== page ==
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Hannahan arrives with winning in mind


He’s got a new uniform and a new league, but the directions to spring training remain the same for new Reds infielder Jack Hannahan.

After two seasons with the Indians, Hannahan signed a two-year deal with Cincinnati in the off-season, meaning most of his February and March will be held about a half-mile down South Wood Boulevard from the previous couple of springs. The two clubs have adjoining practice fields.

“I won’t get lost. I’m pretty familiar with the facility,” he joked Friday.

But while they share a spring training stadium, Hannahan makes no bones about the difference in mentality between Ohio’s two clubs. During his two years with Cleveland, the team finished 15 and 20 games out of first place in the American League Central. The Reds, meanwhile, are picked to contend for a third division crown in four years with an eye on even bigger goals.

“I’m excited to be on a team that’s expected to win, it’s something I’ve never been a part of. It’s something that really drew me to Cincinnati,” said Hannahan, who has also played on Oakland and Seattle teams that finished well out of the race.

“This team was built to win. It’s a big part of why I signed here. You look at the pitching staff, you look at the lineup, and it’s all set up to make for a fun year.”

Hannahan’s offensive numbers aren’t gaudy — he hit .244 and .250, respectively, in his seasons with the Tribe — but his new club expects he’ll bring quality defense and depth to a stacked roster. And although he’s primarily played at the hot corner in the past, the veteran says he’ll be happy to fit in where needed.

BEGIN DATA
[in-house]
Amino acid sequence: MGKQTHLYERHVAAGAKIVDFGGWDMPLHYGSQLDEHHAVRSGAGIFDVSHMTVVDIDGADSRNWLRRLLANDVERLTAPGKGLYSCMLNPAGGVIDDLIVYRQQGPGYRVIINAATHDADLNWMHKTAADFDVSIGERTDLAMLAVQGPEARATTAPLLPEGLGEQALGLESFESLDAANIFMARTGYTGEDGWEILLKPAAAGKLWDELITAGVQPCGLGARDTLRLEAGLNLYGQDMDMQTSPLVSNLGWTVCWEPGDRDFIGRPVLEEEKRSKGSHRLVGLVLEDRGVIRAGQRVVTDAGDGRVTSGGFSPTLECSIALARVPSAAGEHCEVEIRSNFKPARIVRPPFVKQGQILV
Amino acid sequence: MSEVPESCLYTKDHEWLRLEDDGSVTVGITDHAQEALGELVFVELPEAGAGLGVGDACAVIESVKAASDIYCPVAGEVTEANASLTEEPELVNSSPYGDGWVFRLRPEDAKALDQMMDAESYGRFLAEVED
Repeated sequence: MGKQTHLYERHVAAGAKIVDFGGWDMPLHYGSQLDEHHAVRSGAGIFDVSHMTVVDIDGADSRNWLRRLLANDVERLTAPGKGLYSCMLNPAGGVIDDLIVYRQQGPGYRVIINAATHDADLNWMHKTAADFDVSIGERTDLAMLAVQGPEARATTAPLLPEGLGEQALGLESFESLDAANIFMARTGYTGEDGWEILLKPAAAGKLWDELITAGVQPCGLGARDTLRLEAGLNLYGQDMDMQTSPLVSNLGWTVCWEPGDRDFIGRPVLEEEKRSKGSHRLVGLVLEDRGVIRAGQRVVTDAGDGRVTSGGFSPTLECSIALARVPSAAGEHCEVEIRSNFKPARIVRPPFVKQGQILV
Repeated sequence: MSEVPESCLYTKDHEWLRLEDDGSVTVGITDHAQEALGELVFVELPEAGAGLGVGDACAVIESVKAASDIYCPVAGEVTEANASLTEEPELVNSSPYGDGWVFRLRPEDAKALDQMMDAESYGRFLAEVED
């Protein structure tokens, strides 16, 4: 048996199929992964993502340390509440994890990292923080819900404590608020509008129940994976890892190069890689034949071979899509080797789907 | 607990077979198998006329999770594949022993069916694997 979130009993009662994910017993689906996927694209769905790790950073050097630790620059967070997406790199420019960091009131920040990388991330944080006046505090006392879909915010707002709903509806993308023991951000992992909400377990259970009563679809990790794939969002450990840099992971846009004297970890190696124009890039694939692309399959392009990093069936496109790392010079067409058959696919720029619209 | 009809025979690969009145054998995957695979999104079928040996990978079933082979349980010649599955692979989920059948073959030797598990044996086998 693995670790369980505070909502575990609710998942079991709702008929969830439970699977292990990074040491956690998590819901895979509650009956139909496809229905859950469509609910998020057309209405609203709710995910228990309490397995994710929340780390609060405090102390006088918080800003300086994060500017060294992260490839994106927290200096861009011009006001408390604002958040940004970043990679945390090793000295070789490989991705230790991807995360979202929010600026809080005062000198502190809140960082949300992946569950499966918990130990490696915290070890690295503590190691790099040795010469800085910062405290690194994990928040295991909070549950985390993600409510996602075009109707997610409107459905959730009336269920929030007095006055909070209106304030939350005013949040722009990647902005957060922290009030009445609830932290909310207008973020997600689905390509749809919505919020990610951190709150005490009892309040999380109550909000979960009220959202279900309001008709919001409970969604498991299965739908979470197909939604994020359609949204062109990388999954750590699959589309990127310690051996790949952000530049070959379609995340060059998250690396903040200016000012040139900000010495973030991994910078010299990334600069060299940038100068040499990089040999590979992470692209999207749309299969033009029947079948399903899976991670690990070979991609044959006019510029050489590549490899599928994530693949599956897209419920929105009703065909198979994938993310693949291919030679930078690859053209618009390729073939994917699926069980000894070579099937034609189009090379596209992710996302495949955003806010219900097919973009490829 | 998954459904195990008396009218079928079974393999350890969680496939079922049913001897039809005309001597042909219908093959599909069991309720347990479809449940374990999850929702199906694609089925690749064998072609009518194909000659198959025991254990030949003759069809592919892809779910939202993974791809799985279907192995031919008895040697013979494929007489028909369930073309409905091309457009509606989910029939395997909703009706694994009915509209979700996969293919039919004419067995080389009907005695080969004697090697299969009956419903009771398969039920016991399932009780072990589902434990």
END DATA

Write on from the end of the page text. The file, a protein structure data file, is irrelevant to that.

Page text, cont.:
“All that stuff will just kind of play out as the season goes on. My biggest concern is just winning, playing good fundamental baseball, making the plays on defense and getting hitters over,” he said. “Wherever that is, if I’m moving all over the place or if I’m just playing third base, as long as we’re winning, I’ll be happy.”

Manager Dusty Baker admitted he doesn’t have much history with Hannahan, but he wants the utility man to get settled.

“I don’t know him yet. I’ve heard he’s a heck of a guy. But before you give guys assignments, you want them to feel a comfort level and fit in,” Baker said. “If you remember the new guy in school, it takes a little while.”

Although he’s no longer an Indian, having his former teammates right down the road makes catching up a little easier. Hannahan met up with a few Indians on Thursday, and he’s living with Cleveland catcher Lou Marson during his time in Arizona.

Drawing a crowd: The biggest crowd at Friday afternoon’s opening workout for positional players gathered around field No. 4, where Joey Votto, Jay Bruce and Ryan Ludwick took big swings.

All eyes were on Votto, who insists his left knee is back to full strength after suffering a torn meniscus last summer. Votto didn’t disappoint. After a few easy cycles of swings, he hit a bomb over the right-field wall that seemed to reach for the nearby Estrella Mountains.

Meanwhile, pitcher Bronson Arroyo looked worse for wear for the second straight day, and although he’s battling the flu, he still took part in the early portion of the session.

“He’s not looking very good. He wants to get his arm in shape. That’s how Bronson is,” Baker said. “Most guys would just go home. But he wants to throw first and then go home.”

One writer suggested coating the balls Arroyo used in Purell as the team tries to keep the bug from traveling throughout the clubhouse.

Baker had a better idea.

“Throw the balls out,” he joked.

Korean influx: With full lineups reporting Friday, the clubhouse had a more vibrant feel, as did the media room at the Reds Player Development Complex.

More than two dozen members of the Korean media descended, all looking to follow new center fielder and leadoff hitter Shin-Soo Choo. A total of 12 companies and 25 media members picked up credentials, according to the Reds, and they’re expected to follow the team through the weekend.


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